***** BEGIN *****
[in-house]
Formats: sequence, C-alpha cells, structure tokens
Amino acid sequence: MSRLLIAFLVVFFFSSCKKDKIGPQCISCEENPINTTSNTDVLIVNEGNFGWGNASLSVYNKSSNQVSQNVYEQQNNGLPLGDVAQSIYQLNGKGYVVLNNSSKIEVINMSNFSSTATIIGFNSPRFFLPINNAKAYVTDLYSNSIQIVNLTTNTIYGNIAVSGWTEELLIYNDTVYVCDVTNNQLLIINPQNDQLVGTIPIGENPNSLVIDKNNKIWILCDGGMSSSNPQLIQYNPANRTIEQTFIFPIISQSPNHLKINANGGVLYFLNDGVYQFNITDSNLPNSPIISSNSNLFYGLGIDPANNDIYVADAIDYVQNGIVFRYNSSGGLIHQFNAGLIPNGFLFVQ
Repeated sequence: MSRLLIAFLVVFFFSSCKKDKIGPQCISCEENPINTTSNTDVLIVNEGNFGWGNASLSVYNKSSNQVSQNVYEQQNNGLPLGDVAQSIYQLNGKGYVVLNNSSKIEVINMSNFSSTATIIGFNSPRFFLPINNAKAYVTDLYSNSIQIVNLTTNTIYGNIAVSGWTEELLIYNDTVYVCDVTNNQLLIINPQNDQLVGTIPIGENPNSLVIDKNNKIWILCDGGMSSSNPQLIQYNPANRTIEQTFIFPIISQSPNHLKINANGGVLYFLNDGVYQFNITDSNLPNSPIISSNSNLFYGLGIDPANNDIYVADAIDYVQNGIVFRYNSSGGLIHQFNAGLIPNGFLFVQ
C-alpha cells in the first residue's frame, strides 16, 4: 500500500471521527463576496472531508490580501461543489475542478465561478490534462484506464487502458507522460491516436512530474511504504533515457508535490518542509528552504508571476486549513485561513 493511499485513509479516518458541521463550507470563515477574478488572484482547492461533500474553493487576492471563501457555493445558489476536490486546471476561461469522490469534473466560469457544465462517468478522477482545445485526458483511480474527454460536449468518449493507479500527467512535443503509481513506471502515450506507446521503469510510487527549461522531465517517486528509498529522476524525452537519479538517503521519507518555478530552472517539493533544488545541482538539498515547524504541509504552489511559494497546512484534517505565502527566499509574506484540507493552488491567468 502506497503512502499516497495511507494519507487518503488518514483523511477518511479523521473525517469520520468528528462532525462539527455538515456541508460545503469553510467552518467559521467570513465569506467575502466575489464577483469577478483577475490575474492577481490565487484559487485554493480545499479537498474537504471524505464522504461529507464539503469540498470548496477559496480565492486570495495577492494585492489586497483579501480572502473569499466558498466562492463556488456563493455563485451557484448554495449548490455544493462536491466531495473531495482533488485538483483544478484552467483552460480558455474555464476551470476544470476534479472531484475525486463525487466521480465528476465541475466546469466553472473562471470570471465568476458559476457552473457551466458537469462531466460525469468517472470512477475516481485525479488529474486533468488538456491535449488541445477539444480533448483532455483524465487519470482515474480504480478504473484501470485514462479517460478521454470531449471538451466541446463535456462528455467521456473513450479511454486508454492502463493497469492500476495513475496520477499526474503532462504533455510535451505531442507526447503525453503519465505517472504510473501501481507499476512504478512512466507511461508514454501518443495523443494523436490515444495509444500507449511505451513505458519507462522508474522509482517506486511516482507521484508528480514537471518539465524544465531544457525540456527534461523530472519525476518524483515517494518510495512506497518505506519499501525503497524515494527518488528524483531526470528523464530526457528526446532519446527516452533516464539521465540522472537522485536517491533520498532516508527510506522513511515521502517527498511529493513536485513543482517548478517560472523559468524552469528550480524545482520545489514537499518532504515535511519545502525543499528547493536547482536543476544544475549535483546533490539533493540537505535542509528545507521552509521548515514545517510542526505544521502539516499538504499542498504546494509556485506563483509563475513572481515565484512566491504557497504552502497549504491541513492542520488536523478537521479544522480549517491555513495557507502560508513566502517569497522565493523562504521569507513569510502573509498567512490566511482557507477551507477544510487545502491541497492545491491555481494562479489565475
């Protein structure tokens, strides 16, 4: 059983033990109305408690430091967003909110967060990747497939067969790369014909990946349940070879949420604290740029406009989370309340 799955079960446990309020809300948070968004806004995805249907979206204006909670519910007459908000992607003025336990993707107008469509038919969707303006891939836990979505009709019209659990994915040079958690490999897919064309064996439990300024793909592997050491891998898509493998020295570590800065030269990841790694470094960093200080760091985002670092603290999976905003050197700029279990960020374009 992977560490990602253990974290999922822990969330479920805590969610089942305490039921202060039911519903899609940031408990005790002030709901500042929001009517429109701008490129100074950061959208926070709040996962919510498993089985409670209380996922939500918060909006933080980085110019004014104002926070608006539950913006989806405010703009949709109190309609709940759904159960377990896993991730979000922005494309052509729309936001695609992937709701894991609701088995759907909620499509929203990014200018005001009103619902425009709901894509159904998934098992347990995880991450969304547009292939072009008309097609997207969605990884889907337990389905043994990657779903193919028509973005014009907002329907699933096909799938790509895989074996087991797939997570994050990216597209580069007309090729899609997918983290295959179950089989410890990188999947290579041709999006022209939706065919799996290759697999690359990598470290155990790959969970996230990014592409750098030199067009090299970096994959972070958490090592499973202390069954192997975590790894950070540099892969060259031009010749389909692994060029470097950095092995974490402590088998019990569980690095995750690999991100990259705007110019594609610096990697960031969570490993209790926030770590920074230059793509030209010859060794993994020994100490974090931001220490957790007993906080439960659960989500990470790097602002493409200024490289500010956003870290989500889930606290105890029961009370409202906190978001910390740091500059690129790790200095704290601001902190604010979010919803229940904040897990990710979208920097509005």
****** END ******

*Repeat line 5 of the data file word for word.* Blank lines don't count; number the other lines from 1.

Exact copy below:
C-alpha cells in the first residue's frame, strides 16, 4: 500500500471521527463576496472531508490580501461543489475542478465561478490534462484506464487502458507522460491516436512530474511504504533515457508535490518542509528552504508571476486549513485561513 493511499485513509479516518458541521463550507470563515477574478488572484482547492461533500474553493487576492471563501457555493445558489476536490486546471476561461469522490469534473466560469457544465462517468478522477482545445485526458483511480474527454460536449468518449493507479500527467512535443503509481513506471502515450506507446521503469510510487527549461522531465517517486528509498529522476524525452537519479538517503521519507518555478530552472517539493533544488545541482538539498515547524504541509504552489511559494497546512484534517505565502527566499509574506484540507493552488491567468 502506497503512502499516497495511507494519507487518503488518514483523511477518511479523521473525517469520520468528528462532525462539527455538515456541508460545503469553510467552518467559521467570513465569506467575502466575489464577483469577478483577475490575474492577481490565487484559487485554493480545499479537498474537504471524505464522504461529507464539503469540498470548496477559496480565492486570495495577492494585492489586497483579501480572502473569499466558498466562492463556488456563493455563485451557484448554495449548490455544493462536491466531495473531495482533488485538483483544478484552467483552460480558455474555464476551470476544470476534479472531484475525486463525487466521480465528476465541475466546469466553472473562471470570471465568476458559476457552473457551466458537469462531466460525469468517472470512477475516481485525479488529474486533468488538456491535449488541445477539444480533448483532455483524465487519470482515474480504480478504473484501470485514462479517460478521454470531449471538451466541446463535456462528455467521456473513450479511454486508454492502463493497469492500476495513475496520477499526474503532462504533455510535451505531442507526447503525453503519465505517472504510473501501481507499476512504478512512466507511461508514454501518443495523443494523436490515444495509444500507449511505451513505458519507462522508474522509482517506486511516482507521484508528480514537471518539465524544465531544457525540456527534461523530472519525476518524483515517494518510495512506497518505506519499501525503497524515494527518488528524483531526470528523464530526457528526446532519446527516452533516464539521465540522472537522485536517491533520498532516508527510506522513511515521502517527498511529493513536485513543482517548478517560472523559468524552469528550480524545482520545489514537499518532504515535511519545502525543499528547493536547482536543476544544475549535483546533490539533493540537505535542509528545507521552509521548515514545517510542526505544521502539516499538504499542498504546494509556485506563483509563475513572481515565484512566491504557497504552502497549504491541513492542520488536523478537521479544522480549517491555513495557507502560508513566502517569497522565493523562504521569507513569510502573509498567512490566511482557507477551507477544510487545502491541497492545491491555481494562479489565475